Derek James From
Derek James From is a staff lawyer with the Canadian Constitution Foundation. www.theccf.ca
Every province with vaping legislation treats e-cigarettes as if they are similar in harm to smoking, encouraging the public to think that vaping is not appreciably different than smoking. This misinformation, actual or implied, is especially pernicious when it comes from the government.
B.C. law prohibits residents from accessing private insurance to pay for medically necessary treatment in B.C. These prohibitions, together with the province's rationing of health-care services, has resulted in long waiting lists. Many residents in urgent need are forced to languish, suffering irreparable harm and risking death.
09/06/2016 12:52 EDT
Prior to the NDP taking power in 2015, Alberta enjoyed the best market for beer in all of Canada. Although, it was by no means perfect, Albertans were able to enjoy a far greater selection of products from around the world at a much more competitive price than any other consumers in any other province. Then the tinkering started.
08/02/2016 12:57 EDT
More authority and less freedom can be an attractive answer. And that's the problem. Legislation of this variety forces us to sacrifice our right to freedom of expression for the chance that some good might come of it. It's a trade off, and it's too high a price to pay, especially when there are less costly options available.
03/22/2016 04:11 EDT
The Making Healthier Choices Act -- true Orwellian doublespeak -- treats vaping as if it was as harmful as smoking. This imaginative warping of the facts requires the province to ignore the growing scientific evidence that whether inhaled directly or second-hand, vaping has not been strongly associated with the negative health effects of inhaling combusted tobacco products.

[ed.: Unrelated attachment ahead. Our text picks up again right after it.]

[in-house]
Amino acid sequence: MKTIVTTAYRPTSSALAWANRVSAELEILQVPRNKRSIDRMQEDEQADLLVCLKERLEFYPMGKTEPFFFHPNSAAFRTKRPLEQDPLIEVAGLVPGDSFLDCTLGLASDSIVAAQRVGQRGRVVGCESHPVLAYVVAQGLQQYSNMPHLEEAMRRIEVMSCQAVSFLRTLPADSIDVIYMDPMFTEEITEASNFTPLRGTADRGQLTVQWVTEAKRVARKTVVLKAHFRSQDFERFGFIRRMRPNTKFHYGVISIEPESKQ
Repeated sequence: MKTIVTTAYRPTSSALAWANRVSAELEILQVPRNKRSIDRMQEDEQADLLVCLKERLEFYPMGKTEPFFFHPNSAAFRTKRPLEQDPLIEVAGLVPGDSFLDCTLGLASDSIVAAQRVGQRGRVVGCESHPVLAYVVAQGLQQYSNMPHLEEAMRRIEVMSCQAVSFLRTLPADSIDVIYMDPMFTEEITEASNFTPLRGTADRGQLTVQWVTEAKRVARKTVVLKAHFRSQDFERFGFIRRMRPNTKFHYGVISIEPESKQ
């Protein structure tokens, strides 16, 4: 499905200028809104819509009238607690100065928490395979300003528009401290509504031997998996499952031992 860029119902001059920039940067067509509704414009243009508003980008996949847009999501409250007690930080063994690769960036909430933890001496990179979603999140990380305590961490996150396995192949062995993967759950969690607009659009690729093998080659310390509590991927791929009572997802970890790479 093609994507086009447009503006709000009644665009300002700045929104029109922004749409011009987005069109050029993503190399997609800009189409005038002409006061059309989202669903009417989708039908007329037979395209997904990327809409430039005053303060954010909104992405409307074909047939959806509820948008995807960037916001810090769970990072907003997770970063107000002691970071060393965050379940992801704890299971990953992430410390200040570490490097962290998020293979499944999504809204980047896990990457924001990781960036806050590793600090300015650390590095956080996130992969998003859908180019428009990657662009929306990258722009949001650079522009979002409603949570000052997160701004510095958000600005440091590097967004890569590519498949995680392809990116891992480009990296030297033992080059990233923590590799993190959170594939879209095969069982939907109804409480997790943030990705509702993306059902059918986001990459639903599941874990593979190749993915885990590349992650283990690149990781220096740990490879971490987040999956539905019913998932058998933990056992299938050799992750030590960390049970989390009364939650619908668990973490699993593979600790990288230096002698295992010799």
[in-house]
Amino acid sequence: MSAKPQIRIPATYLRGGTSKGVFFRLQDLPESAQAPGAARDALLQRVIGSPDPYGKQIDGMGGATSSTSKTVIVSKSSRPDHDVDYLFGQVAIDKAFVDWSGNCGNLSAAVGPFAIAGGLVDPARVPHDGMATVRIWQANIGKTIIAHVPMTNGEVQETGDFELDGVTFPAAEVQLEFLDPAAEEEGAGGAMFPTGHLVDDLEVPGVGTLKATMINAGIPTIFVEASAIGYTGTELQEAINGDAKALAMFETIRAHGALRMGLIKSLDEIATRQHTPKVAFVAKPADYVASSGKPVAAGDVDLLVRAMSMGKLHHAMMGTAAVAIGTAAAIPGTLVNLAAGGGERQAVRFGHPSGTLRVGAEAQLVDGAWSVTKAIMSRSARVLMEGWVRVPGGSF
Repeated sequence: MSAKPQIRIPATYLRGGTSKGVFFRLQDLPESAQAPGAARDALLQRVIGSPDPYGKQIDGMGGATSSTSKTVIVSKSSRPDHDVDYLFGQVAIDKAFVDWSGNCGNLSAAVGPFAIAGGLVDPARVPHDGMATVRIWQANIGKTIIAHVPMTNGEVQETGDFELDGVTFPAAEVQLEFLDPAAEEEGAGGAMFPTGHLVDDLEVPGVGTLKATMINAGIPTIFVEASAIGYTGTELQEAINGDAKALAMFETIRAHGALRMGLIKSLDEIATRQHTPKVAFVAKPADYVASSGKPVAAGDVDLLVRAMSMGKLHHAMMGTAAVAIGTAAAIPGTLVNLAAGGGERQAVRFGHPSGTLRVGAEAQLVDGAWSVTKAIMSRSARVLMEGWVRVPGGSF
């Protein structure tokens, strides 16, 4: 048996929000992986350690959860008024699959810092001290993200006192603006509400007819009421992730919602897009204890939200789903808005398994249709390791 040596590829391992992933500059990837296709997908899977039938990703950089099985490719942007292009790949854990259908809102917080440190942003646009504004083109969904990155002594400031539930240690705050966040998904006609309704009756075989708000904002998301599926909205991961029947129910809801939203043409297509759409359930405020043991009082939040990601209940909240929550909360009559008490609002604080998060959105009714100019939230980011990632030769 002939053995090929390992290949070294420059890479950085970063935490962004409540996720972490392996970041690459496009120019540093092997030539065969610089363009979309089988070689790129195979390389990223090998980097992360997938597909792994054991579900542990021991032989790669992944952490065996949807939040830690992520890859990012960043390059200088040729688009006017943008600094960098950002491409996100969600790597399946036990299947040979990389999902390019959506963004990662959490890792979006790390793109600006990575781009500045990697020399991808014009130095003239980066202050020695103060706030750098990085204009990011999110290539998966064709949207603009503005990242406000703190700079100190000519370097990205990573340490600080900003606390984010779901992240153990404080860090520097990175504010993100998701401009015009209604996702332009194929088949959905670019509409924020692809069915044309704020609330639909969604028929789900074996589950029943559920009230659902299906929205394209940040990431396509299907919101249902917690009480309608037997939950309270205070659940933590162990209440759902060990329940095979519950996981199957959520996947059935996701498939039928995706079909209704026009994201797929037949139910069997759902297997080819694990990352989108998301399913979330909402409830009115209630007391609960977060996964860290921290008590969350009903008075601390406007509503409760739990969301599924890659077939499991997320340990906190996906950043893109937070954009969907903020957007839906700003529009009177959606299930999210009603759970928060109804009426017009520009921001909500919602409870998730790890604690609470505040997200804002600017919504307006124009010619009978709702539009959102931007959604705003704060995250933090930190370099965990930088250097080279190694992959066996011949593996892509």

03/15/2016 05:07 EDT
Now, you may not like Confess's music. You may not like that they've chosen to express themselves through a loud and vociferous medium. But that's just a matter of taste, not of principle. Consider this fundamental tenet of a free society: it is too dangerous to grant a monopoly over expression to any government.
02/17/2016 12:33 EST
On January 13, the City of Calgary sold Lukas Pesut's truck after impounding it 36 days prior. The regulations of Alberta's Traffic Safety Act permit the City to deem a vehicle abandoned after 72 hours and then sell it 15 days later after giving notice by ordinary mail to the owner's last known address.
02/16/2016 10:49 EST
Whether it's Internet access or affordable housing -- the same problem presents itself. Government interference drives up prices while constraining the problem solving power of a free market. Consumer advocacy groups should be fighting for less interference, fewer regulations, and a less powerful bureaucracy. The solution is never more government. It's less.
02/11/2016 11:57 EST
On October 29, the Calgary Herald reported that big changes would be coming that will affect craft brewing in the province. Brewers from Alberta, Saskatchewan, and B.C. would receive favoured treatment while beer originating from outside of these provinces will be taxed 20 to 30 per cent more than suds originating from within.
11/06/2015 12:43 EST
In modern Canada, trade in beer is tightly controlled by our governments. In many ways, prohibition era sentiments still imbue how it's regulated. According to federal law, the only beer permitted to cross provincial borders must be purchased by or on behalf of an agent of the Crown. It's this federal law that created Canada's provincial liquor monopolies.
09/23/2015 04:56 EDT
The narrative concocted to support this ban is a sham. Vaping is not a public health crisis. Aside from a handful of deeply flawed studies that have been discredited, the accumulated evidence is becoming clearer and clearer--vaping is orders of magnitude less harmful than smoking is. And it's hardly more of a nuisance than wearing an excessive amount of perfume.
07/17/2015 01:07 EDT